Crews prepare for blast of winter weather - KCBD NewsChannel 11 Lubbock


Crews prepare for blast of winter weather

By Ann Wyatt Little - bio | email

Lubbock, TX (KCBD) – Utility crews and road crews will keep a close eye on the winter weather storm as it rolls across the South Plains.

City and state crews expect the majority of the problems to hit the panhandle, but spent Wednesday preparing for the worst.

"Our two worst enemies are ice and wind," says Steve Deaton, regional community manager for Xcel Energy who adds that when the two mix it wreaks havoc for both utility companies and customers. The company has 60 employees on stand-by ready to restore power if the storm knocks it out.

"I think they are predicting 25-35 mile per hour winds during the course of Thursday so we just hope ice doesn't build up too much. It's a double whammy if it does," adds Deaton about the companies preparations.

Road crews attached plows and spreaders to street vehicles and re-stocked supplies of salt and magnesium chloride in preparations to make Lubbock streets safer if conditions take a turn for the worse.

"We can't predict. We can just go with what the National Weather Service thinks will happen and we are ready and prepared," says Dianah Ascensio with TxDot.  

"We expect the majority of the bad weather to track north and not through the south. We don't expect too much below hale county line but we're ready just in case," says Deaton.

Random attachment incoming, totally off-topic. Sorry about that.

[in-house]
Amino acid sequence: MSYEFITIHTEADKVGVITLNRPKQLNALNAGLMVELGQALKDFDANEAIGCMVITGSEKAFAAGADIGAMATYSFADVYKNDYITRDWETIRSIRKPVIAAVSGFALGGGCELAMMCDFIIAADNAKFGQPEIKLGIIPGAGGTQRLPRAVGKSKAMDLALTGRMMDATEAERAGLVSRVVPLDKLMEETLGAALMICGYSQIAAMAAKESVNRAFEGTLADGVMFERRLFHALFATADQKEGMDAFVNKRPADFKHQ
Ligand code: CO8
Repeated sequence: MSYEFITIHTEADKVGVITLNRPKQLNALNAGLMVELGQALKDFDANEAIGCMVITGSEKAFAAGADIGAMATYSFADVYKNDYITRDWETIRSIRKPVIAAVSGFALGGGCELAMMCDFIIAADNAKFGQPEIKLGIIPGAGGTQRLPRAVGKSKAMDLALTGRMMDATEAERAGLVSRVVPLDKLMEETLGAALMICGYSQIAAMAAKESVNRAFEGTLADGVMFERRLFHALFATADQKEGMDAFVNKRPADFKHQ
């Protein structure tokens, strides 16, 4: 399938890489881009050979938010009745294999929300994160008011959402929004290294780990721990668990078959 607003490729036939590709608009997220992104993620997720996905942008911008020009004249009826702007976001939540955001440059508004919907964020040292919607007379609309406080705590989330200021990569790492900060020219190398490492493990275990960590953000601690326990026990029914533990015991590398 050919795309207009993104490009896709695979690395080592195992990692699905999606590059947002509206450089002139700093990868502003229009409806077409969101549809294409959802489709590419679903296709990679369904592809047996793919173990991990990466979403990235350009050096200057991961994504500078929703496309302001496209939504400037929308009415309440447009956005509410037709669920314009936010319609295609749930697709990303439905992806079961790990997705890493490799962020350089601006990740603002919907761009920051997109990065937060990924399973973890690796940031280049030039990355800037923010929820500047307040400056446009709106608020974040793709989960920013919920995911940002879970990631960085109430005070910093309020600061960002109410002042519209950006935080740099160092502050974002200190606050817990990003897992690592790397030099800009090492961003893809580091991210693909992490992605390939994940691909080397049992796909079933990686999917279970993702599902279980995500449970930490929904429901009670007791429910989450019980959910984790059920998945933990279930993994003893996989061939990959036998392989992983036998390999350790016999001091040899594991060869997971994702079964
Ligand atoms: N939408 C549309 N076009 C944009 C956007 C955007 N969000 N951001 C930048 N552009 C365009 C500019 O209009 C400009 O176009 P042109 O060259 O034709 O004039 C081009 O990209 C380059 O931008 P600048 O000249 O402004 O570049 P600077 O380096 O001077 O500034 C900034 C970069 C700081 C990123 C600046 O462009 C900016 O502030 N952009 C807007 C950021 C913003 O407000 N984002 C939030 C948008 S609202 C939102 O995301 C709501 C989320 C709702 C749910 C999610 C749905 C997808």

At some point Thursday the falling rain will turn into sleet which is a problem City Street Superintendent Kevin Lair says may water down their efforts.

"We'd like to pre-treat some of the bridges and over passes but with this storm we have the possibility of rain coming so we can't pre-treat because it will just wash away. We will have to watch that and see when the transition takes place," says Lair.

If conditions warrant the trucks will hit the streets and when they do drivers ask that you keep a safe distance between away from the plow so they can do their jobs safely.

TxDot also asks drivers to use caution and to give plenty of time especially if visibility is low and roads ice over.

"Our plows don't have the capability to remove ice from the roadways so we really rely on mother nature to be kind to us. Ice is a different animal. We need warm temperatures and sunshine," says Ascencio.

All the crews NewsChannel 11 spoke with are essentially on standby and say they will just monitor conditions and spring into action when it's time. City and state crews will shift to a 24-hour schedule to fix road conditions.

Stay with NewsChannel 11 for the latest on delays or closings.

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